The arcade version of Turtles in Time is definitely worth playing, then — but, as we’ve previously noted, a lot of people actually hold the SNES version in even higher esteem than its source material. So we’ll take a look at that next time, and see if that’s an attitude still worth holding in 2022, now we have easy access to both versions via the Cowabunga Collection.
Slightly underwhelming boss fights aside, then, Splatoon 3’s single-player definitely lived up to expectations, and is once again well worth spending some time with if you can drag yourself away from the multiplayer. It’s also nice to see Nintendo taking Splatoon’s lore admirably seriously; there’s a thoroughly interesting setting here, and it’s cool to see that it’s clearly been thought about in more depth than simply “there’s kids, right, who are also squids”. It’ll certainly be interesting to see where the series goes from here.
Soulstice celebrates the great things about its biggest inspirations while being memorable in its own right. The presence of Sir Donovan as a capable male Chimera fills a void from Claymore, and how the game explores and shows memories reminiscent of the Vestige fragments in Code Vein makes for a nice interlude after countless battle segments and heavy plot reveals.
n a world where the Internet feels like an increasingly toxic place on a daily basis, Splatoon 3 is a real oasis. It’s a place where people can come together and have fun, and you get the distinct impression that those out to behave like a little shit are not only not welcome, they’re actively silenced. And, to be perfectly honest, these days I am all for that.
I’m genuinely impressed with Teenage Mutant Ninja Turtles III: The Manhattan Project. It represents a solid evolution of the Turtles beat ’em up formula, and is a prime example of a late-era NES game that looks, sounds and plays great. If you, like me, have previously ignored it in favour of the arcade game on the basis that an 8-bit console game couldn’t possibly be as good, then take a bit of time to educate yourself. You will almost certainly be very pleasantly surprised.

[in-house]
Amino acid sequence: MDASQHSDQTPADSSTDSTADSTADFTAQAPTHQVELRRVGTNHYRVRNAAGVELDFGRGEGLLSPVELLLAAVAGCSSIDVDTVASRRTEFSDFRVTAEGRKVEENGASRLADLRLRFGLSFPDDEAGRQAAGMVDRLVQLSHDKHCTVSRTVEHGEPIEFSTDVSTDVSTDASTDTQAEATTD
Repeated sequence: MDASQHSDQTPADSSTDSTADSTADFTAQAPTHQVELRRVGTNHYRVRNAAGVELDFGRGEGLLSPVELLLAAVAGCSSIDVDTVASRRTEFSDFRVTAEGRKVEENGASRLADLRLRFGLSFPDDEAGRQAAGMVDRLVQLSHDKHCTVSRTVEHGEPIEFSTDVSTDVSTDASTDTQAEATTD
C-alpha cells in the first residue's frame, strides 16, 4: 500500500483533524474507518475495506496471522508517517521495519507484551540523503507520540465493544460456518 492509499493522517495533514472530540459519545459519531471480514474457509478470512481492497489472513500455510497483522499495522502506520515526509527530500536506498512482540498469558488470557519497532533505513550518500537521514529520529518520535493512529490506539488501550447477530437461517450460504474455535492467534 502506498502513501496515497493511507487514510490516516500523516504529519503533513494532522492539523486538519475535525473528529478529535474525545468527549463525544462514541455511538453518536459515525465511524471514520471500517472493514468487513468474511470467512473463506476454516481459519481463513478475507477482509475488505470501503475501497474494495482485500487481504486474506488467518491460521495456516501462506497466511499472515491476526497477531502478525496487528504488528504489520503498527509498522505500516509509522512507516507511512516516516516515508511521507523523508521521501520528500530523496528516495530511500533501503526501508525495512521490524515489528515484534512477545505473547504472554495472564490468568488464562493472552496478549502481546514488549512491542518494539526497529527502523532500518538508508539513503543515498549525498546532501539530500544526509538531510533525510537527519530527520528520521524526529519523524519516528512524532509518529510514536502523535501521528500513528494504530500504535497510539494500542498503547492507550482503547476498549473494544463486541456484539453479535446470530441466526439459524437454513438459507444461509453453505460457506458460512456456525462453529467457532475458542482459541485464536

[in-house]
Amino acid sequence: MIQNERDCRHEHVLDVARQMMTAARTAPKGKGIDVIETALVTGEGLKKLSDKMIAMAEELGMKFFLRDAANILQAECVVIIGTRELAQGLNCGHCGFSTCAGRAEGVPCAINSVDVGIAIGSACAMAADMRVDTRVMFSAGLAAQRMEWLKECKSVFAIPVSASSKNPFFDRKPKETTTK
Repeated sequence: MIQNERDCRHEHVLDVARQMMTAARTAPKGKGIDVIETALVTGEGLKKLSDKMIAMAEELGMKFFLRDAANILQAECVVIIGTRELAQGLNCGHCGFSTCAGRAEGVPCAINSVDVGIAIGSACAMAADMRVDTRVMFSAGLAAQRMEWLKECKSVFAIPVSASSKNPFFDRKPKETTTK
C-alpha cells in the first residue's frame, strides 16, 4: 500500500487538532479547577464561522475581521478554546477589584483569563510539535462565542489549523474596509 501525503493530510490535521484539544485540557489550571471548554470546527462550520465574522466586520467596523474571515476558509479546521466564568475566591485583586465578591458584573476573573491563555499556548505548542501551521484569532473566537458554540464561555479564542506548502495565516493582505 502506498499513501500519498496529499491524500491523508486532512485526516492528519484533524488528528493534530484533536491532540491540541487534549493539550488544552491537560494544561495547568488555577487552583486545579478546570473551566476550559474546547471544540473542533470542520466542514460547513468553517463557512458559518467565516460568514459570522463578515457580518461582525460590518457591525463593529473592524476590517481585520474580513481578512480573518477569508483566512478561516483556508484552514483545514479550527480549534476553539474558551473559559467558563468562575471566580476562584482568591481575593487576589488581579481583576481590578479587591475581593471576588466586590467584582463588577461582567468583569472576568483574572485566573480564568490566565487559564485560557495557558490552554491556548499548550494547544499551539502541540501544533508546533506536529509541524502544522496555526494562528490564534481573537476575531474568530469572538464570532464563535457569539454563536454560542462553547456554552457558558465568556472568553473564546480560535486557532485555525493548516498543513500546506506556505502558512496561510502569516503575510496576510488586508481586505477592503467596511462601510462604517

All in all, Splatoon 3’s single-player mode hasn’t disappointed so far, and I anticipate it’s going to be a fun experience for the few hours it will probably last, going by my experiences with the previous games. It’s perhaps not as substantial as a Nintendo game designed entirely for the single player such as Super Mario Odyssey — but if you’ve typically shied away from Splatoon on the assumption that it’s a multiplayer-only affair, I’d encourage you to give the single-player mode a shot.
Whether you’re an adventure game veteran from the ’90s or a younger gamer who simply enjoys narrative-centric experiences, Brok is a title you shouldn’t miss. It’s a textbook example of the passion independent developers bring to their projects, and how that passion, when leveraged correctly, can produce not only compelling narratives, but also excellent video games.
HoloCure’s new update doesn’t fundamentally reinvent the game, but it does refine it nicely. A number of the sprites have been redrawn, additional enemy types have been added and the greater variety of ways to play mean that each run can be quite a bit different from the last. The game’s in a good state now — and if subsequent updates continue to be this substantial, the future for HoloCure is very bright indeed.
The important thing to note is that Teenage Mutant Ninja Turtles II: The Arcade Game shouldn’t be written off just because it’s an NES port of a technically superior arcade game. Rather, it should be looked upon as a distinct experience that has its own value — and plenty of enjoyment to offer, even for a modern audience.
However you choose to play it, Galaga ’88 is worth experiencing. For those who struggle to engage with the older fixed shooters, it’s a nice game to bridge the gap between those classics and more modern shoot ’em ups. And for those who have been happily following the series since its earliest days, it’s a fascinating and well-designed evolution of the formula. It’s one of Namco’s best arcade games — and one that doesn’t get talked about nearly enough these days.